I love using wood heat in our home. There’s something just so comforting about a crackling fire in the middle of a blistering cold winter.
Before we moved to our homestead, each home that we lived in had a furnace. And I guess for the most part, they were fairly efficient. But there was always something missing. And I didn’t even know it until we started to heat with wood!
Yes, it may be more work than a furnace, where you just set the thermostat and forget it. But using wood heat just seems to make you more connected to the comfort of your family. There’s something – I guess you could call it another level of awareness – that comes with building a fire to keep your family warm. It’s almost a lifestyle all in its own.
The little house on our homestead is over 100 years old. It has lathe and plaster walls, and not much insulation. And it came with old baseboard heaters from the 70’s, plus a wood burning stove.
It didn’t take us long to realize that the baseboard heaters are not efficient at all. During our first winter, since we hadn’t prepared and gotten wood, our power bill was nearly $800 every month. You better believe, we made sure to get firewood ready for the next year!
Why would you want to heat with wood?
Of course, using wood heat isn’t for everyone, just as it isn’t for every house. There are a lot of factors that come in to play when considering whether or not to use a wood stove or fireplace your home. So since I can’t speak for everyone, I’ll just discuss why it’s right for us.
Wood heat is economical
After our first winter of serious sticker shock from the power bill, we realized how much money heating with wood would save us. Buying a cord of wood around here costs about $200, and we go through about 4 cords for each winter. That makes $800 for the whole winter, instead of each month!
We do use the baseboard heaters as backup, for if we aren’t home for most of the day, and for the middle of the night after the fire goes out. But when we are pretty diligent about using the wood stove, our power bill goes down to about $150 in the winter. Talk about some serious savings!
If you need to go cheaper on your wood heat, you can even look for free wood scraps and lumber. They’re still wood, and if they’re free, it will reduce the cost even more.
If you go a step further and get your own firewood, which we usually do, it’s even more economical. For about $10 for a wood permit, gas, and a lot of manpower, you can easily save yourself hundreds of dollars over buying firewood.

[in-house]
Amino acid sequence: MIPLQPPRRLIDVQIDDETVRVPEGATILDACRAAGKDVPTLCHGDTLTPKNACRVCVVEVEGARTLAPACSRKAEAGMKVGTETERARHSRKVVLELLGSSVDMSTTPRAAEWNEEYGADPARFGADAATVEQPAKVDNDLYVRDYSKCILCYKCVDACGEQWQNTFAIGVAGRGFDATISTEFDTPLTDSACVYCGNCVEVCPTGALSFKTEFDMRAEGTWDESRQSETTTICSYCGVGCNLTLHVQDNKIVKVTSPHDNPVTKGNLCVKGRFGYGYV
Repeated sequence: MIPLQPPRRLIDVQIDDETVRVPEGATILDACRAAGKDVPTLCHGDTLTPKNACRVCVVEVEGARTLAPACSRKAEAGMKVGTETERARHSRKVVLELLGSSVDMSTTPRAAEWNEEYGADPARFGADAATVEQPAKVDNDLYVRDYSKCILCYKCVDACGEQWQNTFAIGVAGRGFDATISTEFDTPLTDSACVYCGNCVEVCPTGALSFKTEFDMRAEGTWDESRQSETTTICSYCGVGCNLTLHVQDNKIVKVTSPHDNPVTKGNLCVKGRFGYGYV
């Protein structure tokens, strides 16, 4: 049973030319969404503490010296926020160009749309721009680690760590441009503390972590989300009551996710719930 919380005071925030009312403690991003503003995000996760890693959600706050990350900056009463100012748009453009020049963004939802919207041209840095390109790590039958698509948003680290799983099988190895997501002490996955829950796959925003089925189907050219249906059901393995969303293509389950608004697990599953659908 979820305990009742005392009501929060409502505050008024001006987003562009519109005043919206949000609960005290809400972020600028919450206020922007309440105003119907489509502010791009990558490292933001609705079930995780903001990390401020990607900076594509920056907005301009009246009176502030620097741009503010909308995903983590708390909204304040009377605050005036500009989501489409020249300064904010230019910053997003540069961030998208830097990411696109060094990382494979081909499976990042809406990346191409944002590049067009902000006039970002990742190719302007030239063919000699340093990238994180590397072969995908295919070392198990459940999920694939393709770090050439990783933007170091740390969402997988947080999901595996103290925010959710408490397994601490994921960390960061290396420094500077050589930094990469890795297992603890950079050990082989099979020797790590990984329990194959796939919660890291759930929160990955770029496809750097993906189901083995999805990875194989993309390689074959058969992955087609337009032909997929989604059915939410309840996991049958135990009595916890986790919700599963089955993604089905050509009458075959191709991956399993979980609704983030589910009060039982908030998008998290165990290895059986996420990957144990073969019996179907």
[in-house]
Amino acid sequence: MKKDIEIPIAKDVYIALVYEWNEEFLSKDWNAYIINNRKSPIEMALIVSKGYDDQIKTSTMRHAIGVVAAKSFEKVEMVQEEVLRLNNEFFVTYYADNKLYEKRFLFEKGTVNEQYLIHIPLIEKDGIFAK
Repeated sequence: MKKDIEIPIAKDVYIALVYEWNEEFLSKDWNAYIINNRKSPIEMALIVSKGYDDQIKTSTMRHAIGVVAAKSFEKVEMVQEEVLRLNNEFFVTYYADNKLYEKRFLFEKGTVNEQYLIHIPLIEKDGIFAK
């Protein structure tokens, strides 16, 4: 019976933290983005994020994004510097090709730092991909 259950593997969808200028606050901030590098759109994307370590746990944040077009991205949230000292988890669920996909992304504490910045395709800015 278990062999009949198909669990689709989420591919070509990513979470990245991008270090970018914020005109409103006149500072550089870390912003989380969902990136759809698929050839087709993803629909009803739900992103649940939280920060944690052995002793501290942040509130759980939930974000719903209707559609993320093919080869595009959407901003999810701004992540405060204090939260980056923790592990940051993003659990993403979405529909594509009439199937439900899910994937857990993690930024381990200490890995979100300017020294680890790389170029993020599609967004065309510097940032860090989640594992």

Wood heat is sustainable
While it may not be the most eco-friendly way to heat your home, heating your home with wood is a sustainable option. It is a clean, renewable energy source. And according to the Carbon Trust, burning wood is “carbon neutral”. So if you’re wanting to reduce your carbon footprint, using a wood burning stove is a great option.
In most cases, wood that is cut for firewood is already dead or diseased. Smart firewood harvesting actually helps relieve the forests of diseases and dead matter which fuels forest fires. And the good news is that right now, in the United States, there are more trees than there were 100 years ago.
Heating with wood can help keep you fit
Using a wood stove isn’t hard, but it’s definitely not easy either. It’s a lot of work to cut, split, and haul firewood. Plus, “babysitting” the fire will keep you up and moving throughout the cold days.
Dealing with all that is required to burn with wood can help keep you fit. You might not even need that gym membership!
We usually take a couple days throughout the summer to go to the mountains and cut our own wood. Working as a team, we can usually get a couple cords in a day. It’s a lot of work, but it’s also quality family time that helps teach the kids good work ethics.
On the other hand, if you feel like you’re not cut out for doing the chopping and splitting yourself…
Wood heat can help support your neighbors
A lot of people don’t want to cut their own firewood. And there’s nothing at all wrong with that! Buying wood from someone local that actually does it for a living is a great option. It helps support small businesses in your area, and can actually help one of your “neighbors” to pay his bills.
If you don’t have the manpower or time, but you have some extra money, check out your online marketplaces. You might be able to find someone close to you who would be willing to deliver, split, and even stack your firewood for you.